“It’s hard to get an insurtech to market without underwriting, reinsurance or claims management support,” notes Charnley. “The broker community also plays an important role in this ecosystem as a value provider.”

Trehy says the study tour visit to Embroker’s office in San Francisco was enlightening as an insight into the startup culture.

“Matt Miller was able to raise capital on the back of a good idea, a CV and a PowerPoint – and it needed time and money given the complexity of commercial lines.”

As an online broker, Embroker still provides a very human experience.

“Technology just takes out the clunky parts,” says Trehy.

“US insurtechs also face distinct challenges given their state-based regulations and licensing, it’s difficult to do business consistently across the country. But of course the scale is so much bigger: there are 3,000 insurance carriers in the US, compared with around 150 in Australia.”


Challenges or opportunities?

Charnley believes the next step change in insurance will be integration: building it into every acquisition. “We’ll also see more usage based insurance, where you can turn it on and off.”

This requires investment capital, and the ability to pilot, test, iterate and improve programs. Both are things Insurtech Australia hopes to facilitate.

“In an ideal world, insurtechs get their initial revenue from customer trials so they can validate the product. This makes them more attractive for venture capital.”

Now in its second year, Insurtech Connect attracted over 4,000 people. “We are all participating in this change, and that’s exciting to be part of,” says Charnley.


5 Australian insurtech to watch

  • Cover Genius – Smart50 award winning platform that uses machine learning to optimise insurance pricing, and also owns distribution platform BrightWrite and RentalCover.com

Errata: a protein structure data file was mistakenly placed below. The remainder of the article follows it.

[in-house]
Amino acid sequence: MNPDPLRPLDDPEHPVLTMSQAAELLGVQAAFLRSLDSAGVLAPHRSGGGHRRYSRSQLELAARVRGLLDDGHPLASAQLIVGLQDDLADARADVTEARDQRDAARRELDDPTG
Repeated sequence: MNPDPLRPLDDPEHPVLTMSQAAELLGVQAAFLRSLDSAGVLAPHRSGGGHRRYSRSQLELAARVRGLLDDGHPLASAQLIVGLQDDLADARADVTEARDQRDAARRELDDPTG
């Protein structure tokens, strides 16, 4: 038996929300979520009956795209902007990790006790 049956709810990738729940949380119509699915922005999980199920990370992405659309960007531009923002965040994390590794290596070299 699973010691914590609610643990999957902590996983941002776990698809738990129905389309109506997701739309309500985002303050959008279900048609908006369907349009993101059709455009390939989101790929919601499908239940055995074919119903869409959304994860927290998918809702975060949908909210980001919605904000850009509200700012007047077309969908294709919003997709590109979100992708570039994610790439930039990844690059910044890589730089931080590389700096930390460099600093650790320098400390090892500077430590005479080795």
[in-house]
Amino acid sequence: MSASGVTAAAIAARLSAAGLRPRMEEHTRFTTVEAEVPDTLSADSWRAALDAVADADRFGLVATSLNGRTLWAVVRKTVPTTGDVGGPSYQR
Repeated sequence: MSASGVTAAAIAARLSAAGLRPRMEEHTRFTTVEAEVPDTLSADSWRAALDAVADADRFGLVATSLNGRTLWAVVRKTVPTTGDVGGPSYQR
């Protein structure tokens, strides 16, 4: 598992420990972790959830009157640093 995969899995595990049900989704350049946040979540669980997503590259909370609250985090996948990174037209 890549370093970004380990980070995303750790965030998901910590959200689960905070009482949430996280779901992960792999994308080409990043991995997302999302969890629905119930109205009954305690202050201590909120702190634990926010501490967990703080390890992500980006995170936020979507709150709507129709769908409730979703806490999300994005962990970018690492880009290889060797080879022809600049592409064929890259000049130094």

• Flamingo – ‘Rosie’ the AI insurance chatbot could remove friction by guiding consumers through the complexity of their insurance choices
  • Huddle – underwritten by Hollard, Huddle promises straight through claims processing and surplus profits to communities as part of its consumer offer
  • Manner – a ‘matchmaking service’ that connects brokers and underwriters to improve efficiency and open up new opportunities
  • Evari – online business insurance made simple for busy cafes, restaurants and retailers. It’s underwritten by Lloyd’s and draws on data from the purchaser’s cloud-based accounting systems.
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Unless stated otherwise, this material has been prepared by Macquarie Bank Limited ABN 46 008 583 542 AFSL & Australian Credit Licence 237502 ("Macquarie") for general discussion purposes only, without taking into account your personal objectives, financial situation or needs. Before acting on this general information, you must consider its appropriateness having regard to your own objectives, financial situation and needs. The information provided is not intended to replace or serve as a substitute for any accounting, tax or other professional advice, consultation or service.